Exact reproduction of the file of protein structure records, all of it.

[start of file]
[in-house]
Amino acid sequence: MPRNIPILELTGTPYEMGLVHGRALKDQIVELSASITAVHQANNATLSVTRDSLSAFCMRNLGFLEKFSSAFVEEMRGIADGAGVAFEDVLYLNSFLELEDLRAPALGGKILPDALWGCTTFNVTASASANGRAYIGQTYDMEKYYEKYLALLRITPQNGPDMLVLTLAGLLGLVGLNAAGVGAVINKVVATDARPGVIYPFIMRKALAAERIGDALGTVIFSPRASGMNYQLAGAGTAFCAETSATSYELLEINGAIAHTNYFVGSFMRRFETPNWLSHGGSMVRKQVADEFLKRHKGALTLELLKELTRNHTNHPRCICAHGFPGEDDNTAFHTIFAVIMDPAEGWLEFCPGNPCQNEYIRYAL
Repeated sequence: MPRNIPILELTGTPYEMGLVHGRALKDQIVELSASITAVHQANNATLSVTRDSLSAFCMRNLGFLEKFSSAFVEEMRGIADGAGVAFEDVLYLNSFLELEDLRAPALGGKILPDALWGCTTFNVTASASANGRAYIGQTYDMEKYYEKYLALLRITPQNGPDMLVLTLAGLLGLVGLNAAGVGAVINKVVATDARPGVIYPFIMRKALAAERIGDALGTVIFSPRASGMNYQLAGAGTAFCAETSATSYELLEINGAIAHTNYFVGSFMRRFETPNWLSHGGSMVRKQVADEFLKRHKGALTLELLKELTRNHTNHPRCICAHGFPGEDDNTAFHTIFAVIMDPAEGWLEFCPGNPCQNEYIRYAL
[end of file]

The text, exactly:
[in-house]
Amino acid sequence: MPRNIPILELTGTPYEMGLVHGRALKDQIVELSASITAVHQANNATLSVTRDSLSAFCMRNLGFLEKFSSAFVEEMRGIADGAGVAFEDVLYLNSFLELEDLRAPALGGKILPDALWGCTTFNVTASASANGRAYIGQTYDMEKYYEKYLALLRITPQNGPDMLVLTLAGLLGLVGLNAAGVGAVINKVVATDARPGVIYPFIMRKALAAERIGDALGTVIFSPRASGMNYQLAGAGTAFCAETSATSYELLEINGAIAHTNYFVGSFMRRFETPNWLSHGGSMVRKQVADEFLKRHKGALTLELLKELTRNHTNHPRCICAHGFPGEDDNTAFHTIFAVIMDPAEGWLEFCPGNPCQNEYIRYAL
Repeated sequence: MPRNIPILELTGTPYEMGLVHGRALKDQIVELSASITAVHQANNATLSVTRDSLSAFCMRNLGFLEKFSSAFVEEMRGIADGAGVAFEDVLYLNSFLELEDLRAPALGGKILPDALWGCTTFNVTASASANGRAYIGQTYDMEKYYEKYLALLRITPQNGPDMLVLTLAGLLGLVGLNAAGVGAVINKVVATDARPGVIYPFIMRKALAAERIGDALGTVIFSPRASGMNYQLAGAGTAFCAETSATSYELLEINGAIAHTNYFVGSFMRRFETPNWLSHGGSMVRKQVADEFLKRHKGALTLELLKELTRNHTNHPRCICAHGFPGEDDNTAFHTIFAVIMDPAEGWLEFCPGNPCQNEYIRYAL